Animals and Art in Wong Chuk Hang
The home of a jet-setting creative couple with five pets, this warehouse conversion combines three different zones in a cleverly designed, Manhattan-style loft
In the industrial neighbourhood of Wong Chuk Hung on Hong Kong Island’s south side, design collective Lim + Lu have breathed new life into an unused 250-square-metre warehouse space. Now, it is home to a creative couple with two dogs and three cats, who frequently host painting and baking workshops in their new apartment.
The original warehouse had a completely open plan with no dividing walls, so Lim + Lu reconfigured the layout to accommodate the couple’s social and creative activities, as well as make it easy for their pets to move around. ‘We put in walls to create private and public zones. Strategically located, these walls provide a sense of separation without closing rooms off entirely,’ say Vincent Lim, the collective’s creative director. ‘The apartment can be read as one continuous space with smaller and more intimate spaces incorporated within. Sliding doors of black metal and glass allow light to penetrate the interiors for a lighter and loftier feel.’
Managing director Elaine Lu, who along with Lim, translated the factory feel of the neighbourhood into the project says, ‘Wong Chuk Hung has a strong industrial character with many local mom and pop shops and car repair garages nearby. We chose materials such as concrete and metal for the fit-out to pay homage to the apartment’s industrial past.’
Upon opening the original weatherworn warehouse door, which was retained as the main entrance to the apartment, one enters a small vestibule with a bench and shoe cabinet. From here, an adjacent sliding door opens to a 19-square-metre art workshop. When not being used for workshops, the space serves as the client's own painting studio. In both the vestibule and workshop, concrete flooring with car park paint from the old warehouse was also retained.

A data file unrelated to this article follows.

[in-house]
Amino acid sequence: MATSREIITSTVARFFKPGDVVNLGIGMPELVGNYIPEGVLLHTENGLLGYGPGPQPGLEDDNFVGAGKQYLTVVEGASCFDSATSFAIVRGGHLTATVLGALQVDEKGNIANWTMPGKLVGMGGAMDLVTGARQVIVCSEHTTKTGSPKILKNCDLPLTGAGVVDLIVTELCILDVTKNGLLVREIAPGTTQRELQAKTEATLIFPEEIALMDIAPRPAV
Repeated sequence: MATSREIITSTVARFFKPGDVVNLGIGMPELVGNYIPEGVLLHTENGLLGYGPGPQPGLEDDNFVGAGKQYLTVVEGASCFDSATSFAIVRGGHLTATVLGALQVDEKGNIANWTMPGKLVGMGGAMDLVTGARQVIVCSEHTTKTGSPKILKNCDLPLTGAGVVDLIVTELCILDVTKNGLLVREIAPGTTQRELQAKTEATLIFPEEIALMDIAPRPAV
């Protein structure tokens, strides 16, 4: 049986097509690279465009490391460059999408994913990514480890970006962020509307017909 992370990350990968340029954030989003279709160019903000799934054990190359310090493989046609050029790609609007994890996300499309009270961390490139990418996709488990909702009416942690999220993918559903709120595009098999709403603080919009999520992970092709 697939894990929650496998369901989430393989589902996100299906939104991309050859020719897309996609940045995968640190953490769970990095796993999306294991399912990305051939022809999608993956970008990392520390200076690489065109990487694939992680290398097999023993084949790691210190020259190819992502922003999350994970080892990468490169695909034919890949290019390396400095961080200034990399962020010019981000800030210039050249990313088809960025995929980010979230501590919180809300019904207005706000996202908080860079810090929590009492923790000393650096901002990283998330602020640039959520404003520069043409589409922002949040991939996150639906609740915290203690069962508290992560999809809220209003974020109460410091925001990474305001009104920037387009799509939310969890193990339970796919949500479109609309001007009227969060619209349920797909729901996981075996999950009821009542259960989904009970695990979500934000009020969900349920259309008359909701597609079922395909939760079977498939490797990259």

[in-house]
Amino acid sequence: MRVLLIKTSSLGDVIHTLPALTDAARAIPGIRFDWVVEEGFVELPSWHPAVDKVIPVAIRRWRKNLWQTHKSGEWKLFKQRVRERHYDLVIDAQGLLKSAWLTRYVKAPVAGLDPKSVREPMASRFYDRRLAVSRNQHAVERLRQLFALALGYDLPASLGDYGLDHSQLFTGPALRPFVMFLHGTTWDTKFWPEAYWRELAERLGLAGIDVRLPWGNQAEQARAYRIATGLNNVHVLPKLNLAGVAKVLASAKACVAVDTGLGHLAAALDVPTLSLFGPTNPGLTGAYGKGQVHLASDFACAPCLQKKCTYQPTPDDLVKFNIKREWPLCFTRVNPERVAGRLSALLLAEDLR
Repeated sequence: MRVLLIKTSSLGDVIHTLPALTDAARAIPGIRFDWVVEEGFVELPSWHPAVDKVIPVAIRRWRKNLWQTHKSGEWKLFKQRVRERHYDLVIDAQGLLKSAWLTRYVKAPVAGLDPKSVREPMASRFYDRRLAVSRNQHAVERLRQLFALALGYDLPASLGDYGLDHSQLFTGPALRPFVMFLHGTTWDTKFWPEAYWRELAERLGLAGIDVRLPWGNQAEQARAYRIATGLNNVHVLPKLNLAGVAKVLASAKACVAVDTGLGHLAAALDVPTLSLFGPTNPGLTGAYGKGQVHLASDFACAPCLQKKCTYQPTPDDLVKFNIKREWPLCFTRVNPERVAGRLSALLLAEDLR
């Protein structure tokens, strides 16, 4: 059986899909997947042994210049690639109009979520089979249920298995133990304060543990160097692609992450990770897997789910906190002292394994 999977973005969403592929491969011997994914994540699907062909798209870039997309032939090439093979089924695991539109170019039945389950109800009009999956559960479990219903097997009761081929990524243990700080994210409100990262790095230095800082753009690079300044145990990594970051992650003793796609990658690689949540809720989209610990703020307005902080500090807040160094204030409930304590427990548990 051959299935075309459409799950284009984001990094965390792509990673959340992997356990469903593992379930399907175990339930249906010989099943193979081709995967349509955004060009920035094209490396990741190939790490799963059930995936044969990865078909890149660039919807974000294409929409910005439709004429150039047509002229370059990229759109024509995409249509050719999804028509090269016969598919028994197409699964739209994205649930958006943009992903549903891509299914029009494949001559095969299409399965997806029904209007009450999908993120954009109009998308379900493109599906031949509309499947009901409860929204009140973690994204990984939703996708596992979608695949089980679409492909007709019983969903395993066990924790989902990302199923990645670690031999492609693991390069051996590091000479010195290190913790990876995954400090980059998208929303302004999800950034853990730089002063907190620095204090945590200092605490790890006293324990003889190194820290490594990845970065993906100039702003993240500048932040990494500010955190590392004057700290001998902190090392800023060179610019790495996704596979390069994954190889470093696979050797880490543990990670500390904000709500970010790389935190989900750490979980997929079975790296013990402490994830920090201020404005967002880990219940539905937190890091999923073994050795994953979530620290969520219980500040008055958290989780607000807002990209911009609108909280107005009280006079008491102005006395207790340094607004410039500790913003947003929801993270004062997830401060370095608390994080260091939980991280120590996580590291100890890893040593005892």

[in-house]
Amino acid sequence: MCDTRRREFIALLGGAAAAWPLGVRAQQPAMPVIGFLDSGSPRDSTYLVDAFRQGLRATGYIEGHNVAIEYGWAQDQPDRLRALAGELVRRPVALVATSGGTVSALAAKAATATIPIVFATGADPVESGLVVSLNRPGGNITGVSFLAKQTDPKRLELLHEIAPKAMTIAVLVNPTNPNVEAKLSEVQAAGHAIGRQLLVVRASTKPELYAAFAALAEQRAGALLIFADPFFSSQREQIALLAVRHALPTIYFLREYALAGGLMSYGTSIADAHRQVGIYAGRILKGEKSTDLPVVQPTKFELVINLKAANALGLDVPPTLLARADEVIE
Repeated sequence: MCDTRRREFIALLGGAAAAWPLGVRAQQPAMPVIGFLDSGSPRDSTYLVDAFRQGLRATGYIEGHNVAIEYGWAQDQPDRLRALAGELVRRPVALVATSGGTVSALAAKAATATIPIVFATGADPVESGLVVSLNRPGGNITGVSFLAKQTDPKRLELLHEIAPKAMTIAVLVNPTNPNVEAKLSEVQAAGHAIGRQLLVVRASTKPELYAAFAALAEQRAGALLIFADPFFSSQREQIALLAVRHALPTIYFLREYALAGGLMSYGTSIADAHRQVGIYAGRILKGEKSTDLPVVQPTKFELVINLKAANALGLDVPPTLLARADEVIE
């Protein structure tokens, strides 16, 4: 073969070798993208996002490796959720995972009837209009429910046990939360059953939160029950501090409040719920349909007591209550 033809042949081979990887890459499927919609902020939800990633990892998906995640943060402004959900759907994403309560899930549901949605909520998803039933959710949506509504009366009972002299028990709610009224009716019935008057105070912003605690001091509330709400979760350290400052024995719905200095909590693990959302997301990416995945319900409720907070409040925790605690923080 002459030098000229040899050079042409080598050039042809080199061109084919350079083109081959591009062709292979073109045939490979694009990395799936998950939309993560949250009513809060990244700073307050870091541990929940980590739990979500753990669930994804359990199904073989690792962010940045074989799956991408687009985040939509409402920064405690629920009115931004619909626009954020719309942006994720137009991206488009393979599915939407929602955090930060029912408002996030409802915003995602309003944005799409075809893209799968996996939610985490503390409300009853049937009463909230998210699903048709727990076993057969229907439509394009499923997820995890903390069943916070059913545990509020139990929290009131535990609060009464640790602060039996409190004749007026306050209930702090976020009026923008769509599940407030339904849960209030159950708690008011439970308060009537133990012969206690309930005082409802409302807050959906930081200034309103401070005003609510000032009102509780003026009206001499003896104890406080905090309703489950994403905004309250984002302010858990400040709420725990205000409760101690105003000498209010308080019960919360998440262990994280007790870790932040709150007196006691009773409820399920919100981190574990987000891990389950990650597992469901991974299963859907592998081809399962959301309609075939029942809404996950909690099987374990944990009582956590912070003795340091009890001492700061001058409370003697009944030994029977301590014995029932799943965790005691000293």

Through the workshop, a second sliding door opens to reveal the main living area. ‘The idea was to conceal a spacious, homey apartment behind what appears to be a messy but cool art studio,’ says Lim. Once the workshop doors slide apart, warm wood floors run through the rest of the unit. A commodious open kitchen and large dining table double up as the spot where baking workshops and dinner parties are held. The kitchen and dining flows into a large living room where the owners’ dogs can often be found stretched out on the sofa and the cats curled up under the coffee table.
Another large sliding door adjacent to the living room encloses the private living quarters. ‘Because the apartment has windows on only two sides and a relatively deep floor plan, we decided to utilise a half-height wall with glazing on top to divide the main living quarters. This brings light into the bedroom and also into the master bathroom,’ says Lim, who adds that this private living quarters is almost a microcosm of the larger apartment where the couple can relax in a more intimate space when alone. ‘The bedroom, master bathroom and walk-in closet are laid out in a pinwheel pattern, which allows for effortlessly movement from one zone to another,’ explains Lu.
Because the designers were working with an industrial location and clients who have a strong affinity with New York, their approach was to harmonise western and eastern cultures in their interior styling. ‘We borrowed elements from the surrounding neighbourhood and interweaved them with the idea of a New York loft,’ says Lu. ‘From inside, the space feels like a Lower East Side Manhattan apartment, but look outside and one is immediately connected to Hong Kong.
Text / Michele Koh Morollo
Images / Nirut Benjabanpot